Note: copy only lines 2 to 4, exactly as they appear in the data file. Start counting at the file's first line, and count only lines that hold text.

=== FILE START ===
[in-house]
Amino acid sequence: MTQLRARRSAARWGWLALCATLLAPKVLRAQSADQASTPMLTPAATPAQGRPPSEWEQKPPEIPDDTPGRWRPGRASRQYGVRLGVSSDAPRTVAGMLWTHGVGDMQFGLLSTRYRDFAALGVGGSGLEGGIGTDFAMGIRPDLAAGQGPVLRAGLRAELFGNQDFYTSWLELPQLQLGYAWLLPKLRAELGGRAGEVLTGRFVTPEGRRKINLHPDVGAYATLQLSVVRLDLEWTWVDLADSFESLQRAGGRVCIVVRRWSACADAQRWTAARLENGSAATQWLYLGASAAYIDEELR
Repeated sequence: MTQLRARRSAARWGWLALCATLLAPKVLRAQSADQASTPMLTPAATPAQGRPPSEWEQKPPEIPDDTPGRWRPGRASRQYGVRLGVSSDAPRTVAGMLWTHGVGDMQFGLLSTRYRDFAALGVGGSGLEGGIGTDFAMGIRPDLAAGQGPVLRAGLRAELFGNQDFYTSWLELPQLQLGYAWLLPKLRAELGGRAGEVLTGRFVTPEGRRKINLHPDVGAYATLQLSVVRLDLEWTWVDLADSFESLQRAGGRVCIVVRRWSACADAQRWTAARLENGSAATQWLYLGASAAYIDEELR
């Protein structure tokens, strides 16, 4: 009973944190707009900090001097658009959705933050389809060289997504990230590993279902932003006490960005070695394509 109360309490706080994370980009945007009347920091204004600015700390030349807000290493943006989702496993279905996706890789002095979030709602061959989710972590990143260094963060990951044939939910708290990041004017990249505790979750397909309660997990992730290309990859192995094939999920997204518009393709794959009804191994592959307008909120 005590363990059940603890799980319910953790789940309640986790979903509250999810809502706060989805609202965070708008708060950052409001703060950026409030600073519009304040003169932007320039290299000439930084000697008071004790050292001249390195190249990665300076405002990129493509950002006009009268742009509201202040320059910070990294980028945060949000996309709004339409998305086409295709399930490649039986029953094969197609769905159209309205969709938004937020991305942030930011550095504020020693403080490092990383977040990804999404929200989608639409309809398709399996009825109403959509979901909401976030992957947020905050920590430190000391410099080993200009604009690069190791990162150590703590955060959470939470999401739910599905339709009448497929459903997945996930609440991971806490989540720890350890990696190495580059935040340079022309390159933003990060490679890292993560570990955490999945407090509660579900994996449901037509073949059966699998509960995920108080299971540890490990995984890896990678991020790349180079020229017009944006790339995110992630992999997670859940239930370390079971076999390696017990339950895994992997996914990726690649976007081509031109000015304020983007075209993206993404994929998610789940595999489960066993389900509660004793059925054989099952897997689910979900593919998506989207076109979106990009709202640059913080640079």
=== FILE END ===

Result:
Amino acid sequence: MTQLRARRSAARWGWLALCATLLAPKVLRAQSADQASTPMLTPAATPAQGRPPSEWEQKPPEIPDDTPGRWRPGRASRQYGVRLGVSSDAPRTVAGMLWTHGVGDMQFGLLSTRYRDFAALGVGGSGLEGGIGTDFAMGIRPDLAAGQGPVLRAGLRAELFGNQDFYTSWLELPQLQLGYAWLLPKLRAELGGRAGEVLTGRFVTPEGRRKINLHPDVGAYATLQLSVVRLDLEWTWVDLADSFESLQRAGGRVCIVVRRWSACADAQRWTAARLENGSAATQWLYLGASAAYIDEELR
Repeated sequence: MTQLRARRSAARWGWLALCATLLAPKVLRAQSADQASTPMLTPAATPAQGRPPSEWEQKPPEIPDDTPGRWRPGRASRQYGVRLGVSSDAPRTVAGMLWTHGVGDMQFGLLSTRYRDFAALGVGGSGLEGGIGTDFAMGIRPDLAAGQGPVLRAGLRAELFGNQDFYTSWLELPQLQLGYAWLLPKLRAELGGRAGEVLTGRFVTPEGRRKINLHPDVGAYATLQLSVVRLDLEWTWVDLADSFESLQRAGGRVCIVVRRWSACADAQRWTAARLENGSAATQWLYLGASAAYIDEELR
């Protein structure tokens, strides 16, 4: 009973944190707009900090001097658009959705933050389809060289997504990230590993279902932003006490960005070695394509 109360309490706080994370980009945007009347920091204004600015700390030349807000290493943006989702496993279905996706890789002095979030709602061959989710972590990143260094963060990951044939939910708290990041004017990249505790979750397909309660997990992730290309990859192995094939999920997204518009393709794959009804191994592959307008909120 005590363990059940603890799980319910953790789940309640986790979903509250999810809502706060989805609202965070708008708060950052409001703060950026409030600073519009304040003169932007320039290299000439930084000697008071004790050292001249390195190249990665300076405002990129493509950002006009009268742009509201202040320059910070990294980028945060949000996309709004339409998305086409295709399930490649039986029953094969197609769905159209309205969709938004937020991305942030930011550095504020020693403080490092990383977040990804999404929200989608639409309809398709399996009825109403959509979901909401976030992957947020905050920590430190000391410099080993200009604009690069190791990162150590703590955060959470939470999401739910599905339709009448497929459903997945996930609440991971806490989540720890350890990696190495580059935040340079022309390159933003990060490679890292993560570990955490999945407090509660579900994996449901037509073949059966699998509960995920108080299971540890490990995984890896990678991020790349180079020229017009944006790339995110992630992999997670859940239930370390079971076999390696017990339950895994992997996914990726690649976007081509031109000015304020983007075209993206993404994929998610789940595999489960066993389900509660004793059925054989099952897997689910979900593919998506989207076109979106990009709202640059913080640079």